Effects of nurses’ practice of a sedation protocol on sedation and consciousness levels of patients on mechanical ventilation

Mohammad Esmaeili Abdar, Hossein Rafiei, Abbas Abbaszade, Hakimeh Hosseinrezaei, Zahra Esmaeili Abdar, Masoumeh Delaram, Mehdi Ahmadinejad


Background: Providing high-quality care in the intensive care units (ICUs) is a major goal of every medical system. Nurses play a crucial role in achieving this goal. One of the most important responsibilities of nurses is sedation and pain control of patients. The present study tried to assess the effect of nurses’ practice of a sedation protocol on sedation and consciousness levels and the doses of sedatives and analgesics in the ICU patients.

Materials and Methods: This clinical trial was conducted on 132 ICU patients on mechanical ventilation. The patients were randomly allocated to two groups. While the control group received the ICU’s routine care, the intervention group was sedated by ICU nurses based on Jacob’s modified sedation protocol. The subjects’ sedation and consciousness levels were evaluated by the Richmond Agitation Sedation Scale (RASS) and the Glasgow Coma Scale (GCS), respectively. Doses of administered midazolam and morphine were also recorded.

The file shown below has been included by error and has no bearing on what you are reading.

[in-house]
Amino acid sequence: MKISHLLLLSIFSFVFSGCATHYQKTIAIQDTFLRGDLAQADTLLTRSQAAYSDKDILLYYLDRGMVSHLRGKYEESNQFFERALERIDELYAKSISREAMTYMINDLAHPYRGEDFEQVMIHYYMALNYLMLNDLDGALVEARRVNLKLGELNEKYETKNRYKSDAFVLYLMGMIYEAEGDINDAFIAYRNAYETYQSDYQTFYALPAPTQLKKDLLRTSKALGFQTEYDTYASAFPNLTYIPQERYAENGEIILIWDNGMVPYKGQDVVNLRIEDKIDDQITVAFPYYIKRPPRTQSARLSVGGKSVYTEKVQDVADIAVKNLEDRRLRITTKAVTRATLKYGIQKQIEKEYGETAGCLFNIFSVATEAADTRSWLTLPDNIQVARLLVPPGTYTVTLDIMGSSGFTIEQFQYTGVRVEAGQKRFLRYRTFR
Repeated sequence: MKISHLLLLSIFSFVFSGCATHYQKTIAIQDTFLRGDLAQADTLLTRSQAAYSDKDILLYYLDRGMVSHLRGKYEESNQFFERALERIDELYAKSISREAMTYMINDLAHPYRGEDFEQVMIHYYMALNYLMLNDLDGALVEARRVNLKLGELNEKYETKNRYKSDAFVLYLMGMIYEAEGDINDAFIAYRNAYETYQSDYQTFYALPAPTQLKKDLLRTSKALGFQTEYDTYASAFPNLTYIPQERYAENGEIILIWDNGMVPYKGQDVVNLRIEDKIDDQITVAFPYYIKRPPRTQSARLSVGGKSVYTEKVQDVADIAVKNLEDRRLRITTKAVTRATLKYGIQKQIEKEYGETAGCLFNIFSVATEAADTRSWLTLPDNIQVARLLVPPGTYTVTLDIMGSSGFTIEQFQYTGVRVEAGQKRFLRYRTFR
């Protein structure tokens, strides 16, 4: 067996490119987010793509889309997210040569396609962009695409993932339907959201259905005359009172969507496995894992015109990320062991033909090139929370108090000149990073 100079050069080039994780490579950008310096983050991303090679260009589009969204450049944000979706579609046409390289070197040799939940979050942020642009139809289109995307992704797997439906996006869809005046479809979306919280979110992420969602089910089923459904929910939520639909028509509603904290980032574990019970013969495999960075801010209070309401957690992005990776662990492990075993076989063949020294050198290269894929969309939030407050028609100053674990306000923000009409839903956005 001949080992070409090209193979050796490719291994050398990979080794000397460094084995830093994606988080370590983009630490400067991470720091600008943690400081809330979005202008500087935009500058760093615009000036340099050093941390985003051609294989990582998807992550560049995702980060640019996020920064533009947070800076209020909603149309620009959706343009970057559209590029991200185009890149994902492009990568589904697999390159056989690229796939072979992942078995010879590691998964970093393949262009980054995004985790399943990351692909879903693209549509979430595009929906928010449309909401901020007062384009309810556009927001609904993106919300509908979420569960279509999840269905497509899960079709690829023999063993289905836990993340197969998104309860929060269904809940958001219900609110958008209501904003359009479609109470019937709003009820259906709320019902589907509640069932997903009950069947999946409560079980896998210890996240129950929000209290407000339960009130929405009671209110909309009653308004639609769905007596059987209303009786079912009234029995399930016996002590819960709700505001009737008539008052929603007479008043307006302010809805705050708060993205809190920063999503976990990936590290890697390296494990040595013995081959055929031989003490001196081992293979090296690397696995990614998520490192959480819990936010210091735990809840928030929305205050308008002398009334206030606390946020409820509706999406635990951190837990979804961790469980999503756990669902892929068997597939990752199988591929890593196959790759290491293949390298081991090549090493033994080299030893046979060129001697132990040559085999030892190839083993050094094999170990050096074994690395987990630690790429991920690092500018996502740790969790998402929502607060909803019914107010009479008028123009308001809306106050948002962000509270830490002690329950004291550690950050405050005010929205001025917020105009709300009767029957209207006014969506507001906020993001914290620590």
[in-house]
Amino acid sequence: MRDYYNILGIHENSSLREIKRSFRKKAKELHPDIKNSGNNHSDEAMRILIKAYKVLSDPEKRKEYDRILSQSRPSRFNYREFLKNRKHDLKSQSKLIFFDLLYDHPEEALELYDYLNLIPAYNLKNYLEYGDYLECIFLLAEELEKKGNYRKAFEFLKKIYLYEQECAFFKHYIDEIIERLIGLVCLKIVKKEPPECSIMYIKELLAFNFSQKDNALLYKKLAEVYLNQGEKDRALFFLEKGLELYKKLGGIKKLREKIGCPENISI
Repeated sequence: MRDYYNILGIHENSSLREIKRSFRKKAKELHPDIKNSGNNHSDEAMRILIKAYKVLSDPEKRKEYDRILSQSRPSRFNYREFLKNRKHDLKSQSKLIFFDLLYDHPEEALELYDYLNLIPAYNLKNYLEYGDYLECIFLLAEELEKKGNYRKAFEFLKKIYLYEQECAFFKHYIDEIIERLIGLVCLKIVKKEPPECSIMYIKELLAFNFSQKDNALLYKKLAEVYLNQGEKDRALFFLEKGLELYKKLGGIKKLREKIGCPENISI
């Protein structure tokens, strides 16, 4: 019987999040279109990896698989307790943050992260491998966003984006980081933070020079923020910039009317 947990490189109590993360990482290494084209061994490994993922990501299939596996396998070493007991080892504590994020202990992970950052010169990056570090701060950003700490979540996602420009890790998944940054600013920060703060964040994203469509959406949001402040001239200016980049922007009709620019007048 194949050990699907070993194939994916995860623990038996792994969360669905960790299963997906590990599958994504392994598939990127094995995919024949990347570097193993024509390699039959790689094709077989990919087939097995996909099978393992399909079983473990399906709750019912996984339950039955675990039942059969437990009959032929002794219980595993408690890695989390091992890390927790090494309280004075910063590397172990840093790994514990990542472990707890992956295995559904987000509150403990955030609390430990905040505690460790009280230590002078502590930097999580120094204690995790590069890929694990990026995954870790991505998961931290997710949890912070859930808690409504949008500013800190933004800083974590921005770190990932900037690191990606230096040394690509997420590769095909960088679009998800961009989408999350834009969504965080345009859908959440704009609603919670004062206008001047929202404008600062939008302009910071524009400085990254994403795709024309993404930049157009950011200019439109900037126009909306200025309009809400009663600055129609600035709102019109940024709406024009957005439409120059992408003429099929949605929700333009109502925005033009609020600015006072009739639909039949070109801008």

Results: The mean RASS score of the intervention group was closer to the ideal range (−1 to +1), compared to the control group (−0.95 ± 0.3 vs. −1.88 ± 0.4). Consciousness level of the control group was lower than that of the intervention group (8.4 ± 0.4 vs. 8.8 ± 0.4). Finally, higher doses of midazolam and morphine were administered in the control group than in the intervention group.

Conclusion: As nurses are in constant contact with the ICU patients, their practice of a sedation protocol can result in better sedation and pain control in the patients and reduce the administered doses of sedatives and analgesics.

Key words: Consciousness level, nurse, pain, sedation, sedation protocol

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